June Reading Round-up

Halfway through the year already. Time is moving quickly despite being at home 99% of the time and the pace of life feeling slower, but that’s physics for you.

Photo by Maddi Bazzocco on Unsplash

The Stats:

  • Books read = 5
  • Number of pages = 2267
  • Progress against Goodreads = 60% of my target, still 7 books ahead of schedule

20 Books of Summer – 3 out of 20 (not good, need to get my act together )

June PBB book club – we read Middlegame by Seanan McGuire, a 5* read if ever there was one, and I saw this morning that it received the Locus Award for best fantasy novel of 2019, which is very cool and well-deserved.

June purchases – not going there; I’m seriously looking at a no extra spend for the rest of the summer, but will settle for cutting back.

July pre-orders:

  • Malorie by Josh Malerman – this is the sequel to Bird Box, which I really liked, so I’ll be very interested to see how the story develops
  • Flyaway by Kathleen Jennings – In a small Western Queensland town, a reserved young woman receives a note from one of her vanished brothers—a note that makes her question memories of their disappearance and her father’s departure.
  • Bryant & May: Oranges & Lemons by Christopher Fowler – I think this is the 18th B&M novel and I have them all. Still one of the very best series around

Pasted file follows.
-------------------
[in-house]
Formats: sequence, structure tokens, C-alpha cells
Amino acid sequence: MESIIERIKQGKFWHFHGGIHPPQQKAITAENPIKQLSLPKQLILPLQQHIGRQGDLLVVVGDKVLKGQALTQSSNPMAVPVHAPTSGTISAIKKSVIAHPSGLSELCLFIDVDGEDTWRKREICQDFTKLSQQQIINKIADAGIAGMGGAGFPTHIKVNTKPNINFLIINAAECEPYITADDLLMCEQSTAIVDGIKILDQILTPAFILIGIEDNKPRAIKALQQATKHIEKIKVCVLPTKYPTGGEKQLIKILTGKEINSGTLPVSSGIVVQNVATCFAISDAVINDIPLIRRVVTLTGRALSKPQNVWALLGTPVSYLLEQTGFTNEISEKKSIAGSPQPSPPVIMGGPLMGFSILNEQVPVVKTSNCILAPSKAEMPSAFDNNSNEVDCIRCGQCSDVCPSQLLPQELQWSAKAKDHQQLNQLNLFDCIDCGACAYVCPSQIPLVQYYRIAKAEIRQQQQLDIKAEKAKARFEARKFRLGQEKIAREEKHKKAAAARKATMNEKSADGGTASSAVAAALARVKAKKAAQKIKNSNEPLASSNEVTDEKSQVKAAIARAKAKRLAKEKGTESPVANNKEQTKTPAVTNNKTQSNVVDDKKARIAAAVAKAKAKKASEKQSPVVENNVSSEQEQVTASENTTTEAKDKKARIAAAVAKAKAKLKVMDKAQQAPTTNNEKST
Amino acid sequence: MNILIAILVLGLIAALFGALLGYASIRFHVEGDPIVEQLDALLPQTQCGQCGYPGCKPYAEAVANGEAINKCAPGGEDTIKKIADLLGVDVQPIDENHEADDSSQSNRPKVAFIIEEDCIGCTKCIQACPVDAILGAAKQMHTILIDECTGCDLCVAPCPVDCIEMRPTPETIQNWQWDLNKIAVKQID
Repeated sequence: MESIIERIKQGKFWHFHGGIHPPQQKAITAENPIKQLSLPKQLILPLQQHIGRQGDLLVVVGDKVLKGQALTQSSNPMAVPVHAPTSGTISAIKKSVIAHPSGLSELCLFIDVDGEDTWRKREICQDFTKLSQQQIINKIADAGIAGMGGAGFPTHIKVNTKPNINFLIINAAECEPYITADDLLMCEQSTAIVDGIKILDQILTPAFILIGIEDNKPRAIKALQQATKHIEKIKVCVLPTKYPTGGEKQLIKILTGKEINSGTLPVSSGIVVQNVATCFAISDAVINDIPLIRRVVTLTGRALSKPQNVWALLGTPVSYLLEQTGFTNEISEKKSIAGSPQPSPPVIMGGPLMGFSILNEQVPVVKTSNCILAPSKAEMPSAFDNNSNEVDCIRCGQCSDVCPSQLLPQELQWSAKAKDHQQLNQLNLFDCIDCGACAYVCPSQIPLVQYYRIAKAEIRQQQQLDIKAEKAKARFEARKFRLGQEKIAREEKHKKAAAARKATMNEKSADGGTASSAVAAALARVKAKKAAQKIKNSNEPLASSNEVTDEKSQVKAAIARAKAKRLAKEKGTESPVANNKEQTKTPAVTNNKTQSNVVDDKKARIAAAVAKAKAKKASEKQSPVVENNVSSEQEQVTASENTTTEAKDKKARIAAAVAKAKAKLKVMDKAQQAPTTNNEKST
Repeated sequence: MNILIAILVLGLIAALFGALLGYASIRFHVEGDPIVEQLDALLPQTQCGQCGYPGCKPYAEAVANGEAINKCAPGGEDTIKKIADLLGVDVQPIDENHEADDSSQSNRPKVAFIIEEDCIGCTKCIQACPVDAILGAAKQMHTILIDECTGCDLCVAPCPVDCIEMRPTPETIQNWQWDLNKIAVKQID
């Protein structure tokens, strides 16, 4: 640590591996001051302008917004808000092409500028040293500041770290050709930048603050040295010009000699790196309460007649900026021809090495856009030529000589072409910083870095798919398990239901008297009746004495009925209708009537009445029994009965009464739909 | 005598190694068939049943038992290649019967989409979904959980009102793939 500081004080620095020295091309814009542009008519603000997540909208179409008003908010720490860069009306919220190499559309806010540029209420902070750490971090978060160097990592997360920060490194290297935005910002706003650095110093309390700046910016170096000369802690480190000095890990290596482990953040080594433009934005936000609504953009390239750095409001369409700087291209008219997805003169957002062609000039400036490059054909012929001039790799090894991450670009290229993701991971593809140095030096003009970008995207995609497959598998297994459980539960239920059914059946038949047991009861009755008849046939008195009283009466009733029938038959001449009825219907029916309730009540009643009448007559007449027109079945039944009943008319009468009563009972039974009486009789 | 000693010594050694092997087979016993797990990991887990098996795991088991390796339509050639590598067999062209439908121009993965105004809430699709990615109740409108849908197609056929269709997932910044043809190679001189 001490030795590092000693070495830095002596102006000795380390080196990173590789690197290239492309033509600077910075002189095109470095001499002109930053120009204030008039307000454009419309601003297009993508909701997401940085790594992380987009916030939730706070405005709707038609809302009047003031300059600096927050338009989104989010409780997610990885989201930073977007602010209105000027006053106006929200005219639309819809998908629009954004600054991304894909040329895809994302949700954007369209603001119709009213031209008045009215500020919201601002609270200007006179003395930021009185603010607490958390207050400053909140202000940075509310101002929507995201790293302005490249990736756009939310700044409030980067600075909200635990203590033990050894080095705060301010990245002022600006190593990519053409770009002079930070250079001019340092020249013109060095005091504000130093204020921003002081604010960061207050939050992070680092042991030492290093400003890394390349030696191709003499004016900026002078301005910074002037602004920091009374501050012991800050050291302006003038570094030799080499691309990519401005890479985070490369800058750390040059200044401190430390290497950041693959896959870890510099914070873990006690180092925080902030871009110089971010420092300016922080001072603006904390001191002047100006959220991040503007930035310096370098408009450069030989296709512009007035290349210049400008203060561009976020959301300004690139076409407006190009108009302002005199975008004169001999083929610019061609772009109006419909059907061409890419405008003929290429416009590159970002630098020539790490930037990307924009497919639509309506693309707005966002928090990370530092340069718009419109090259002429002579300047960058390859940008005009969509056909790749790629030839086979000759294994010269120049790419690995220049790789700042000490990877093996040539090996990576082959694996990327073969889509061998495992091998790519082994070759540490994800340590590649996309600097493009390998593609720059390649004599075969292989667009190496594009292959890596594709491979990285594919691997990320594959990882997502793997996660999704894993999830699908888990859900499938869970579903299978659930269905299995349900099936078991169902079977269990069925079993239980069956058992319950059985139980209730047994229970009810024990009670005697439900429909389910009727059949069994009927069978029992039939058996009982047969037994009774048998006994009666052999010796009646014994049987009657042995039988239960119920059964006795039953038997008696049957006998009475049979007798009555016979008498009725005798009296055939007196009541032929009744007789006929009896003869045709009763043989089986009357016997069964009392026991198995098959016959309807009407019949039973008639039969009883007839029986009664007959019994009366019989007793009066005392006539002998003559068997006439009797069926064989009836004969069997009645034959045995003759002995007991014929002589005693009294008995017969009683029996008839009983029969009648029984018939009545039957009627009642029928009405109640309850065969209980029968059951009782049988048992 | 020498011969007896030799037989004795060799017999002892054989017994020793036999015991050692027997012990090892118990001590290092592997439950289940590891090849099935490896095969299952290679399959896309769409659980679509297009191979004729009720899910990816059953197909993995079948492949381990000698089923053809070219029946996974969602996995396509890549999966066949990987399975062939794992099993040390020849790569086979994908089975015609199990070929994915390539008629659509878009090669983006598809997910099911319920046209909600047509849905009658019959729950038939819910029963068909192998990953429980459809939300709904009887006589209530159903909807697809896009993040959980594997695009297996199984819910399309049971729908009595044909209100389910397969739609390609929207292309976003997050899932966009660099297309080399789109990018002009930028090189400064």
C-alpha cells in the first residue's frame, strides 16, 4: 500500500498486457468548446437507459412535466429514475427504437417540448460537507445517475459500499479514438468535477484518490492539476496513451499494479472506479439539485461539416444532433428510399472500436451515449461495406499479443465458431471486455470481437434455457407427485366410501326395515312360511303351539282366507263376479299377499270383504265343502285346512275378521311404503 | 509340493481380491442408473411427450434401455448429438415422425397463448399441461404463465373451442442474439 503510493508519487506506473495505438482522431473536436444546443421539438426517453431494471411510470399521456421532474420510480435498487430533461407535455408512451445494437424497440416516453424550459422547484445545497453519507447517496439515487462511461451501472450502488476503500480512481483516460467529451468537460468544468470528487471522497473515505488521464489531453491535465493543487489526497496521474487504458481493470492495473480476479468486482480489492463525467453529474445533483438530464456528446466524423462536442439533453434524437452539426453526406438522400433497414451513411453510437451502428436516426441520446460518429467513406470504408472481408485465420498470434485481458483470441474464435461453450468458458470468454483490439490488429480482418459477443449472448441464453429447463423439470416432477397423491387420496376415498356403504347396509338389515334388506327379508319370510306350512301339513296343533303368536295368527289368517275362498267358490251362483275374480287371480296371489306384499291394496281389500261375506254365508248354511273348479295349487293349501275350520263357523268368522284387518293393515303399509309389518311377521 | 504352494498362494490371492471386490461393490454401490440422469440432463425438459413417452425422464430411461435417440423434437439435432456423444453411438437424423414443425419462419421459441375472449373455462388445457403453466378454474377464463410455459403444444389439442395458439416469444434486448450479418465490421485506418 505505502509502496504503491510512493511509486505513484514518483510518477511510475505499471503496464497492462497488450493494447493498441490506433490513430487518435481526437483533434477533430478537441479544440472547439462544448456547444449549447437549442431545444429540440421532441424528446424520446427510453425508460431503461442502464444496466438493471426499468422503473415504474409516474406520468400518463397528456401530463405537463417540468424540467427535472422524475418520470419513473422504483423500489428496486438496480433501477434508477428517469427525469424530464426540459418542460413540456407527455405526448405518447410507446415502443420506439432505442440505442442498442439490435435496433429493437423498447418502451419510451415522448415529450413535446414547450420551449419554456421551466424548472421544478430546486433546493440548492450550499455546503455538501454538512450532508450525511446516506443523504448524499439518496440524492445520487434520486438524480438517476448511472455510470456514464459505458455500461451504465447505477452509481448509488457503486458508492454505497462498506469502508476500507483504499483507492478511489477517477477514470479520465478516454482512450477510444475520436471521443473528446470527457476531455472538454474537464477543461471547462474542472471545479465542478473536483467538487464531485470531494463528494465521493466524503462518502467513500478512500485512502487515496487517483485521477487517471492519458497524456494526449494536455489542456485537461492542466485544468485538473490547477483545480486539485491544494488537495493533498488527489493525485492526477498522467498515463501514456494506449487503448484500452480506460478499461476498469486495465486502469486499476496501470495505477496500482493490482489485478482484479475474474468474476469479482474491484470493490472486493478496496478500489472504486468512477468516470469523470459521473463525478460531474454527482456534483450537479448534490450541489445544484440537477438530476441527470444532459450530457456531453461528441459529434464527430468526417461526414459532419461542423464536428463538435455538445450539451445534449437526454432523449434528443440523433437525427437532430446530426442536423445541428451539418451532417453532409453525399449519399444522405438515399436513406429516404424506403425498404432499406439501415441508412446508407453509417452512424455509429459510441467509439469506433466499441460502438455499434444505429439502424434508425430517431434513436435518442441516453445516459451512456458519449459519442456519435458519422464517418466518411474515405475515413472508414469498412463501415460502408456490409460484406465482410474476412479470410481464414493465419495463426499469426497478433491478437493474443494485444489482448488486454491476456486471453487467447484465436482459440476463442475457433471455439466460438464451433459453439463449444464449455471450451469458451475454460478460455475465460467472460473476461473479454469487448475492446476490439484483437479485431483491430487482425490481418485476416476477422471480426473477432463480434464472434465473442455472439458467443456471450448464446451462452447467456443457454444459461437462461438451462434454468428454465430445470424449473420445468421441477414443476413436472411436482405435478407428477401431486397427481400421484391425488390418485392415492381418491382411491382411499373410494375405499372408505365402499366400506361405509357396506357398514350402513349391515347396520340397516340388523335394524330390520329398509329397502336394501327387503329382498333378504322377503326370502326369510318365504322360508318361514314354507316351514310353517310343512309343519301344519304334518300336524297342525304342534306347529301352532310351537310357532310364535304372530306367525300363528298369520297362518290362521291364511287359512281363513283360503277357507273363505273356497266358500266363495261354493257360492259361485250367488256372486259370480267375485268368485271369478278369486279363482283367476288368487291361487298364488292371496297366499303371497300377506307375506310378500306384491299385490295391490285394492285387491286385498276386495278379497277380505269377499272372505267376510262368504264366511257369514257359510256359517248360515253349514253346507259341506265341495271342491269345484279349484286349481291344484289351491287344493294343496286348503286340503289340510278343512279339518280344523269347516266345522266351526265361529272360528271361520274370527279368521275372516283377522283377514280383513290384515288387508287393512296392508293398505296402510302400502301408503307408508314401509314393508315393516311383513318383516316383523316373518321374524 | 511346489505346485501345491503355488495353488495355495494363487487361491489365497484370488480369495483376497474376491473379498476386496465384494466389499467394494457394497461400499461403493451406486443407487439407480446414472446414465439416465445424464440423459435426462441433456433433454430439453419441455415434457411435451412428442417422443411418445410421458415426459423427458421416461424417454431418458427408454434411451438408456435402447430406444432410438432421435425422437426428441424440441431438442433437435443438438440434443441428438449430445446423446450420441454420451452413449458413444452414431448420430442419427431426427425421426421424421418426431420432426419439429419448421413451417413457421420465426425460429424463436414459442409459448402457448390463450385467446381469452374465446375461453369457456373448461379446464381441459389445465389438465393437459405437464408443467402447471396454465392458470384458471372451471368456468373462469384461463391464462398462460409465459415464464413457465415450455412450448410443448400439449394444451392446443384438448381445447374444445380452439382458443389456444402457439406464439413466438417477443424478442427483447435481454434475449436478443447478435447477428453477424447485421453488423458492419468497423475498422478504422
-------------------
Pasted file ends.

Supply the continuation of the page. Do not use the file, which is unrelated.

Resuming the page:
• A Peculiar Peril by Jeff VanderMeer – Jonathan Lambshead stands to inherit his deceased grandfather’s overstuffed mansion—a veritable cabinet of curiosities—once he and two schoolmates catalog its contents. But the three soon discover that the house is filled with far more than just oddities. The first in The Misadventures of Jonathan Lambshead series.
  • Survivor Song by Paul Tremblay – New England is locked down, a strict curfew the only way to stem the wildfire spread of a rabies-like virus. The hospitals cannot cope with the infected, as the pathogen’s ferociously quick incubation period overwhelms the state. The veneer of civilisation is breaking down as people live in fear of everyone around them. Staying inside is the only way to keep safe. This might sound familiar, and I might not read it for a while 🙂
  • Utopia Avenue by David Mitchell – a rock novel! This is the story of Utopia Avenue’s brief, blazing journey from Soho clubs and draughty ballrooms to the promised land of America, just when the Summer of Love was receding into something much darker
  • Stranger in the Shogun’s City by Amy Stanley – a history/biography of a woman named Tsuneno, born in 1804 and her life in Edo (now Tokyo). Looks fascinating
  • Hell in the Heartland by Jax Miller – On December 30th, 1999, in rural Oklahoma, 16-year-old Ashley Freeman and her best friend, Lauria Bible, were having a sleepover. The next morning, the Freeman family trailer was in flames and both girls were missing. Yes it’s true crime, don’t @ me
  • The Year of the Witching by Alexis Henderson – Amazon says this is The Handmaid’s Tale meets The Village, so read into that what you will.

The PBB Book Club selection for July is Augustown by Kei Miller, a good choice as I’m trying to read more BIPOC authors.


So that’s it! I’m very behind on reviews but hoping to crack through them all and be up to date by this time next month. Wish me luck!